My biggest problem right now is adjusting to not going grocery shopping daily, or at least five times a week. For years (with a few exceptions) I've filled up the pantries or cupboards with staples and then bought produce, meat, and dairy as needed, usually for dinner that night. No planning ahead, no long shopping trips except for the filling up the pantry part, no food waste because it's always fresh and used within a day at most, and it requires that you get out of the house and get some exercise even on the days when you just want to stay home and away from everything. For me, there are almost no negatives to shopping frequently although I know it's not for everyone.
But here, that's impossible, at least when it's hot. I will be able to walk to two small grocery stores when it's cooler, but I can't right now and I can't be chauffeured off to the grocery store every day to buy food for that night. It's a major adjustment for me and since the pantry still isn't full (because I always, always run out of time at the grocery store), I'm just glad we've eaten dinner every night. I'm working on a better plan and I'll be more organized, but it'll take a little time.
Another challenge is that you can't just run to the store for ice cream for an impromptu party or for something you forgot. I usually don't keep treats around so we'll be glad when the ice cream maker arrives. And again, it's complicated to go out or order food so we've eaten dinner at home every night. That's not a problem, but it's nice to not have to cook dinner sometimes, especially right after you move.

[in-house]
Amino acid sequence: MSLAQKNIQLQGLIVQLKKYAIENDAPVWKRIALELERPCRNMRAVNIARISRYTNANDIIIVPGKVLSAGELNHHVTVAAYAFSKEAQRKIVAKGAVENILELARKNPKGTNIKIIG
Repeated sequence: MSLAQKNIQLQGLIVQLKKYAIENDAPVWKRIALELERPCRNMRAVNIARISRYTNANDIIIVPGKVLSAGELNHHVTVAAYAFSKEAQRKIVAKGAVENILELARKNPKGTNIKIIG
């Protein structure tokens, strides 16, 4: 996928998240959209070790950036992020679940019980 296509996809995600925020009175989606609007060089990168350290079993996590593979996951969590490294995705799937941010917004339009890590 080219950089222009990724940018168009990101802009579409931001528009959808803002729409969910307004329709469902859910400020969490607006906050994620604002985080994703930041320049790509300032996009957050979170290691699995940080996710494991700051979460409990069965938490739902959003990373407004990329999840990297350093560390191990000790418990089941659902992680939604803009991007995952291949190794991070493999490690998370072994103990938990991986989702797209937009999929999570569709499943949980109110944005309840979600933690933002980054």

I'm beginning to see why there's a full-size freezer in the house.
But other than that, food here is amazing. So much fun. It's quite possible that Lulu will be my favorite grocery store I've ever used, anywhere in the world. It's like going to a Middle Eastern, Asian, American, and European grocery store all in one place. I can get muesli, bulgur, matta rice, flour tortillas, cardamom pods, cane vinegar, rice noodles, cheddar cheese, golden syrup, and so much more and I still haven't even seen the entire place. As soon as I get organized, the possibilities are endless.
And did I mention yet that jusay is in all the grocery stores?! I have no idea which ethnic group eats it or what they do with it or what it's called (since it's almost never labeled, and if it is, it's just labeled chives, and the vegetable man didn't know when I asked him), and it's a lot messier than jusay in Kyrgyzstan or the US, but it's my jusay. :)